In addition to creating illustrations for legal exhibits and medical journals, I sometimes have an opportunity to study the anatomical structures of other species in my work as well. Such is the case in this illustration of a truly stunning insect that lives in Vietnam, Hong Kong, Laos, Thailand and other parts of Southeast Asia.
Commonly known as a lanternfly, this insect belonging to the genus of planthoppers is instantly recognizable thanks to the hollow horn-like structure protruding from its head. In many cases, this horn can be nearly as big as the lanternfly’s body.
This particular species of lanternfly (Pyrops candelaria) is also characterized by its vibrant coloration, which made it a joy to illustrate.
Curiously, the lanternfly’s name is derived from an old myth that its horn glows in the dark. This myth was conveyed to famed taxonomist Carl Linnaeus before he gave the insect its common and scientific names, and by the time his error was discovered the names had already stuck.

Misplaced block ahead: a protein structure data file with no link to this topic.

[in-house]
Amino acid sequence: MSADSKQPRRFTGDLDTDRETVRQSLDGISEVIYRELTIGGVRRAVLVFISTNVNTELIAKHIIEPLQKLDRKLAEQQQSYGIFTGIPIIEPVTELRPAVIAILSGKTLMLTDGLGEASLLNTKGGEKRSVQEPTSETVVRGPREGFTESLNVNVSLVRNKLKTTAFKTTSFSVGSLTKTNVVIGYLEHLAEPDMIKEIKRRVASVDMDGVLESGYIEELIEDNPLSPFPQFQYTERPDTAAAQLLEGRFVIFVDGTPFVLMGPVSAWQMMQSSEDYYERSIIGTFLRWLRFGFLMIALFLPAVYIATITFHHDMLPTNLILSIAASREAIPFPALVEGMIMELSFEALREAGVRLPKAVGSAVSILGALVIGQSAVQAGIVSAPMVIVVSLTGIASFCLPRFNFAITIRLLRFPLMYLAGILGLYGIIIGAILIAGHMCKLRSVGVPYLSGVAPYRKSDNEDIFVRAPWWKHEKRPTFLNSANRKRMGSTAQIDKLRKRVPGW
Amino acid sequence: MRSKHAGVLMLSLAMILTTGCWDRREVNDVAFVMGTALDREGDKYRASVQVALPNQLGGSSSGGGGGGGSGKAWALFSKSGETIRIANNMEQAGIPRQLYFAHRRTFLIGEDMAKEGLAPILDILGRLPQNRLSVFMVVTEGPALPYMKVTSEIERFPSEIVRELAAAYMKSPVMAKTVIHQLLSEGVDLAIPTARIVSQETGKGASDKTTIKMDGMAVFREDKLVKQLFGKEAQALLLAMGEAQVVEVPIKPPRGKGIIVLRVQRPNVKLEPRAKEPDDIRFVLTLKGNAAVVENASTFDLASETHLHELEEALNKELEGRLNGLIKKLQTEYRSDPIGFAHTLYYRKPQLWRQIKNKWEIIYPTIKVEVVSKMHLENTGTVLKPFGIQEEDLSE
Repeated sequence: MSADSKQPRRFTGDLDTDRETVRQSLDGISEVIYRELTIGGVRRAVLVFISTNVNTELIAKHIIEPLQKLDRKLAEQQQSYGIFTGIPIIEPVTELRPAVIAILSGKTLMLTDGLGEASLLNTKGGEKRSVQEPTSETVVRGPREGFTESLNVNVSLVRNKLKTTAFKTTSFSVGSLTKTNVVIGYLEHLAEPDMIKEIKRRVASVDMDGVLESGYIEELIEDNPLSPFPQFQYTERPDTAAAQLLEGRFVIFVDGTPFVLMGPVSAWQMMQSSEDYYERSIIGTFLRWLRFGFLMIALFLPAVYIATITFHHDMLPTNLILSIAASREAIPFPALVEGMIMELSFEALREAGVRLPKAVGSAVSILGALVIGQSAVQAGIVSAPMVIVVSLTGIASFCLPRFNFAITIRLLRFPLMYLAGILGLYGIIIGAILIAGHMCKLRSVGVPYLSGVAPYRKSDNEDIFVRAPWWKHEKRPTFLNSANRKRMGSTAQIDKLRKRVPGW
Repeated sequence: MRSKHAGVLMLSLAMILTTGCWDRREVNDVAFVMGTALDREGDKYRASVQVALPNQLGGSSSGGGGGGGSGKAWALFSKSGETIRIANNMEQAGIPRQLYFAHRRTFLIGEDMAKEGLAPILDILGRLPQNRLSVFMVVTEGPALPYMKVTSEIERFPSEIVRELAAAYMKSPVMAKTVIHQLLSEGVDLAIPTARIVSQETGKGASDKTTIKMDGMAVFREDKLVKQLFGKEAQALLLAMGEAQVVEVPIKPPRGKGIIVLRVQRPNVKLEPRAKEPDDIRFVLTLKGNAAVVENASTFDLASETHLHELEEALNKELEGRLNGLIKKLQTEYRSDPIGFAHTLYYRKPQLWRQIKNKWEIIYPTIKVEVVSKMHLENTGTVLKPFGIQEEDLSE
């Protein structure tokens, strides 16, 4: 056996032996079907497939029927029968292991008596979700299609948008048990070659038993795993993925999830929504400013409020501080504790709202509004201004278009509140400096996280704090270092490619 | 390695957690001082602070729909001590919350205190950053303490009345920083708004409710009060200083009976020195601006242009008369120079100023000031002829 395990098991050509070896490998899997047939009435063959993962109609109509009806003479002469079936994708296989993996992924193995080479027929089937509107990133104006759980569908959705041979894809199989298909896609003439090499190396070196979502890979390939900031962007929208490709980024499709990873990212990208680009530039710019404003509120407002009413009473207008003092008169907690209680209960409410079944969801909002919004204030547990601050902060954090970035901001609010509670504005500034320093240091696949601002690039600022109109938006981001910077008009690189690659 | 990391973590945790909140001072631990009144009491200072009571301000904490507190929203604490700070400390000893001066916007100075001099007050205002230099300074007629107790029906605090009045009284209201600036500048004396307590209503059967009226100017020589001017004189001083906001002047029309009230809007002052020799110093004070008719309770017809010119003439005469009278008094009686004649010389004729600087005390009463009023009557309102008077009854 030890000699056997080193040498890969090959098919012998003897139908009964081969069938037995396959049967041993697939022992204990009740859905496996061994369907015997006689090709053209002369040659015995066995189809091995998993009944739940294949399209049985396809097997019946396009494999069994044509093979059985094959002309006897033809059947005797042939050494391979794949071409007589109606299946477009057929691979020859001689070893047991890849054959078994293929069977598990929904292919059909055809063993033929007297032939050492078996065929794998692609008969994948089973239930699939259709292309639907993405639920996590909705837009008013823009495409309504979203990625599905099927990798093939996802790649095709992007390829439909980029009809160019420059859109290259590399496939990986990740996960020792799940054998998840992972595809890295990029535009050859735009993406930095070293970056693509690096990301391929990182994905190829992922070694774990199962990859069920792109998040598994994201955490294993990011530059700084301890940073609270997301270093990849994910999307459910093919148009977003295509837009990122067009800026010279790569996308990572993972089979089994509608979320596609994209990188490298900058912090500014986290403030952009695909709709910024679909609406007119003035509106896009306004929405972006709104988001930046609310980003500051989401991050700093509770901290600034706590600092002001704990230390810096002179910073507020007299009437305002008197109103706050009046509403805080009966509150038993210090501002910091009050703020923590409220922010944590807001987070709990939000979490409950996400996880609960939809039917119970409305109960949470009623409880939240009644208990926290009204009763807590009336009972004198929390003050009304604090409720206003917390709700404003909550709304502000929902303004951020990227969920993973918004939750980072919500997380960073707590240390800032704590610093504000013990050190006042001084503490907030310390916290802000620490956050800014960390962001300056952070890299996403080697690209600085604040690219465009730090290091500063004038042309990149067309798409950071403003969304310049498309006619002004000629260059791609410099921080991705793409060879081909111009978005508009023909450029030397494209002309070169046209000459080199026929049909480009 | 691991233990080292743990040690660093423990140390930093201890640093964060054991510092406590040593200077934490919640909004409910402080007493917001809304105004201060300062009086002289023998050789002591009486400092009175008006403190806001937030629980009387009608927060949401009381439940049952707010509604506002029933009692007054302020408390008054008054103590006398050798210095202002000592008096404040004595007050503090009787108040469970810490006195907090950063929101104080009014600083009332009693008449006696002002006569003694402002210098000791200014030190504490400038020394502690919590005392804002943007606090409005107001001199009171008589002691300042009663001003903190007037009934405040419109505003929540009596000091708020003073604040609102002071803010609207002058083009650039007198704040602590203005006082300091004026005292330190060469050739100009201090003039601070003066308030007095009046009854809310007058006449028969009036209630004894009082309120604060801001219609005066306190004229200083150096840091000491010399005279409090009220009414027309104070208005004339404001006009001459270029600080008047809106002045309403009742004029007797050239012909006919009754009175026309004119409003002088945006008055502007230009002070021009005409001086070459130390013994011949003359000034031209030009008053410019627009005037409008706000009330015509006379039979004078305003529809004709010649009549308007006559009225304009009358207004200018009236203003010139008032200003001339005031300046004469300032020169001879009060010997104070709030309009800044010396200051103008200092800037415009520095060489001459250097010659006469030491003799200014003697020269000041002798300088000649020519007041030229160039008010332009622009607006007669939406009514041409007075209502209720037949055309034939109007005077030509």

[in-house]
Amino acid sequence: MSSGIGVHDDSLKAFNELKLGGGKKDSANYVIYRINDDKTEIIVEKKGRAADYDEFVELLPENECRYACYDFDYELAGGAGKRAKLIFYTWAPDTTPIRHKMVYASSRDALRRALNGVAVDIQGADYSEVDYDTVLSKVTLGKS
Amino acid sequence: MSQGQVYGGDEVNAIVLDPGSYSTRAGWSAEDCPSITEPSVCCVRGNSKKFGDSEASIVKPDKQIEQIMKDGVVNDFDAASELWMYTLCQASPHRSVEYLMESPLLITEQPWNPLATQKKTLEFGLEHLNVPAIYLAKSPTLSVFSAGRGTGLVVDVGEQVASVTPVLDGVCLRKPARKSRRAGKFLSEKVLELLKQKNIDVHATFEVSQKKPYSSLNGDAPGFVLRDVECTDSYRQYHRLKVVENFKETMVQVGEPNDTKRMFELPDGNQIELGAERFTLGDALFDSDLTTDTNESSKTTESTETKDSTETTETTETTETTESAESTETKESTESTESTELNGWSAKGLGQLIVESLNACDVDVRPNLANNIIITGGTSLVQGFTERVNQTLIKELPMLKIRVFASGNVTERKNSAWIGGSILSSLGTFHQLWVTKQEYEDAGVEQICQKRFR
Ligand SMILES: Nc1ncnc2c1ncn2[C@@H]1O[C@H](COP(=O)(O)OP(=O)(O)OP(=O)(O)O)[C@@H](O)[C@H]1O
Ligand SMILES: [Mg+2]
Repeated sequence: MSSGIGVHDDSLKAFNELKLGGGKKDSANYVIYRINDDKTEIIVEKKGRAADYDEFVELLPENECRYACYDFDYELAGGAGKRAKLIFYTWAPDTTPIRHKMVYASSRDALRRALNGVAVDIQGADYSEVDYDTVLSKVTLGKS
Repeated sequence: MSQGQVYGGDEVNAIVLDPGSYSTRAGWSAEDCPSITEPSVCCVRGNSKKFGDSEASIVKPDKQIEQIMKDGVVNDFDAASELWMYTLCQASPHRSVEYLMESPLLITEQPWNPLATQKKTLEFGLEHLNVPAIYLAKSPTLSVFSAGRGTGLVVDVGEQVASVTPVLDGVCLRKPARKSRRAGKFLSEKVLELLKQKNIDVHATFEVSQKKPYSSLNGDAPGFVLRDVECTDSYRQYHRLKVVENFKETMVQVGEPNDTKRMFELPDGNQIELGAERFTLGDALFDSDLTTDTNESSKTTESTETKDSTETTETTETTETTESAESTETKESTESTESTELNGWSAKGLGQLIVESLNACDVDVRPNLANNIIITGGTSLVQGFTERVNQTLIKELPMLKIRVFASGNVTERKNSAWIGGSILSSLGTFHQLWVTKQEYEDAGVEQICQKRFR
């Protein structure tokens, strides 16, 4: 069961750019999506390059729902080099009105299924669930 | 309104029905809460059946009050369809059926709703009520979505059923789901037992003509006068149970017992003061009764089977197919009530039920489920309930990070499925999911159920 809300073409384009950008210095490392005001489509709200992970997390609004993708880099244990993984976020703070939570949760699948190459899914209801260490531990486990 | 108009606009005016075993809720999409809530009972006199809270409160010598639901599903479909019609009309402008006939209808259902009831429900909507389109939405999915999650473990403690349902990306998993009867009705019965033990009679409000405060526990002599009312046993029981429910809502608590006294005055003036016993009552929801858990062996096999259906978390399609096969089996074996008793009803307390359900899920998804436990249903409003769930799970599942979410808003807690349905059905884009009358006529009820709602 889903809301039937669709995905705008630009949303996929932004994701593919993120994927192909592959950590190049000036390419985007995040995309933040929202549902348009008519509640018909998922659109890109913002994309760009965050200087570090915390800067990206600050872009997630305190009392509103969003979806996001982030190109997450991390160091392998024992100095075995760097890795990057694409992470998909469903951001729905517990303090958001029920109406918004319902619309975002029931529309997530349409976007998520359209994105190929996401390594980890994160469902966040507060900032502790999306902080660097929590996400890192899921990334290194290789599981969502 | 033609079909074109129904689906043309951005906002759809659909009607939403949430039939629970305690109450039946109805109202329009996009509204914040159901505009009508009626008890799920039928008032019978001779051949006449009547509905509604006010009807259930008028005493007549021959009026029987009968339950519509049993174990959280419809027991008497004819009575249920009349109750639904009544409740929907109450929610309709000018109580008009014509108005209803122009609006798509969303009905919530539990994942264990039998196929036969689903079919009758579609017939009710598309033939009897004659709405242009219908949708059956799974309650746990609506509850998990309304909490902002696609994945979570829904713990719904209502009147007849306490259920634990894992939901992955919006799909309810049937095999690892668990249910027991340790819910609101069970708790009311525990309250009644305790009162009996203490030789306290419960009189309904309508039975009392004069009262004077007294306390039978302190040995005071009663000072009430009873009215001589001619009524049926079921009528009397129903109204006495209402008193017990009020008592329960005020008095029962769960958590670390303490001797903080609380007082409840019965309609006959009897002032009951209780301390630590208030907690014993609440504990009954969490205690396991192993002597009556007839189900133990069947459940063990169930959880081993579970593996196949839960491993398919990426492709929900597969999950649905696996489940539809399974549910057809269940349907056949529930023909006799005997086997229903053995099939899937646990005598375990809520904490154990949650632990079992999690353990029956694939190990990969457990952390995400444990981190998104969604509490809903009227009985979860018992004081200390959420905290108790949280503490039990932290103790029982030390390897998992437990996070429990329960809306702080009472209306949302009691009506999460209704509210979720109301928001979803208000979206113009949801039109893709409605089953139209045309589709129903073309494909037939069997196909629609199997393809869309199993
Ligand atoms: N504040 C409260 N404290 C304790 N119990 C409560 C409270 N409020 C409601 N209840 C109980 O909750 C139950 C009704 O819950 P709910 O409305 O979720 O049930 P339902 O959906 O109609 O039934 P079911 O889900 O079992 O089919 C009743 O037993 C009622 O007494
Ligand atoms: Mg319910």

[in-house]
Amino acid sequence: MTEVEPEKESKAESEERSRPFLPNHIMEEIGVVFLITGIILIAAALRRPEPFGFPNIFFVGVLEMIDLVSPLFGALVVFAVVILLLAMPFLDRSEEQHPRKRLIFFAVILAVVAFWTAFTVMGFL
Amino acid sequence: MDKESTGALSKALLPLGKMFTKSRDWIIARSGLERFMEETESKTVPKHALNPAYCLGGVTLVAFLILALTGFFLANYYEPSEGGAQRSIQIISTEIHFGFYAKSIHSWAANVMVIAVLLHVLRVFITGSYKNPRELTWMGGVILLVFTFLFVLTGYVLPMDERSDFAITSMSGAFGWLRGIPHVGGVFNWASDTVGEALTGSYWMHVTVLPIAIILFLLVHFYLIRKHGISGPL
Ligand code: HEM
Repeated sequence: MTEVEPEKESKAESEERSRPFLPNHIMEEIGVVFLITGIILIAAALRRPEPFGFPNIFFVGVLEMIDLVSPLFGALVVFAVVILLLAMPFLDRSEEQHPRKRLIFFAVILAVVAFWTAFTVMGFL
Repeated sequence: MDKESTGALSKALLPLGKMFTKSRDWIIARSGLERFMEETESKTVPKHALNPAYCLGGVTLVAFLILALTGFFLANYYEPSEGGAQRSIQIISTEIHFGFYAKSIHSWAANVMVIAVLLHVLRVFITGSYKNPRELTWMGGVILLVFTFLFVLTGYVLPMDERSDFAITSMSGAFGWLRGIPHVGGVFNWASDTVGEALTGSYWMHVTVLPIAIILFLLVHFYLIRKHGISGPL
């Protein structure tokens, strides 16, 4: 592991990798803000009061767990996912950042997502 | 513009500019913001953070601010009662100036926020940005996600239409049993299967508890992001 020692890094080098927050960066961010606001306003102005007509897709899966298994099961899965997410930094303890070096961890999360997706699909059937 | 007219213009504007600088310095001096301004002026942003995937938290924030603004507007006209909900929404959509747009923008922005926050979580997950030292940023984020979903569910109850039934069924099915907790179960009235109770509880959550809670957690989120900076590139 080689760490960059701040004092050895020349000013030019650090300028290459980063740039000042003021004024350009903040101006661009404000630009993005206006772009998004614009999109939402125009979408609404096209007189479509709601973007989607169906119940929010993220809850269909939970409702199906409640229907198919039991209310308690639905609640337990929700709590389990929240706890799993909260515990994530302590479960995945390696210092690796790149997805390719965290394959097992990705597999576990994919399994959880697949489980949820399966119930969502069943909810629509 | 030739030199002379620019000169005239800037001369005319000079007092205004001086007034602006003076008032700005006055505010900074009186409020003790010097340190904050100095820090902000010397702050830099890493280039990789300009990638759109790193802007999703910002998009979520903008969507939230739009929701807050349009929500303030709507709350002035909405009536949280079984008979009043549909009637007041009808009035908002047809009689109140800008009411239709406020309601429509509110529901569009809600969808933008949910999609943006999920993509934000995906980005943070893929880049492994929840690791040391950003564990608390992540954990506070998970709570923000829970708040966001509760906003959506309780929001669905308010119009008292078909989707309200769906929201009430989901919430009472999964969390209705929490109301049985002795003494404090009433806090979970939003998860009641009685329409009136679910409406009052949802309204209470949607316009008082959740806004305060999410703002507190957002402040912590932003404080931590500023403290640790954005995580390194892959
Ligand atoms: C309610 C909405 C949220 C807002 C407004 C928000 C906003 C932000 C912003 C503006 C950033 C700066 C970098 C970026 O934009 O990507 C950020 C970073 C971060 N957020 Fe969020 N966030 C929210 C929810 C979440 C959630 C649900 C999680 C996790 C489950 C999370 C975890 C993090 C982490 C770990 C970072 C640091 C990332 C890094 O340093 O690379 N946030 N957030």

Lanternflies survive in the wild by using a long, slender proboscis (which is distinct from the horn structure) to extract sap from trees and plants. Because this sap is high in sugar but low in other important nutrients, lanternflies secrete excess sugar as honeydew onto their bodies. As a result, you can sometimes find moths and geckos licking honeydew off the backs of lanternflies in a symbiotic relationship called trophobiosis.
This illustration was done using colored pencil and ink on 18” x 24” paper. Drawing on such a large canvas allowed me to capture a great deal of detail in the lanternfly’s body and wings. To learn more about this or any of the other illustrations you can find in my portfolio, feel free to give me a call or reach out to me online!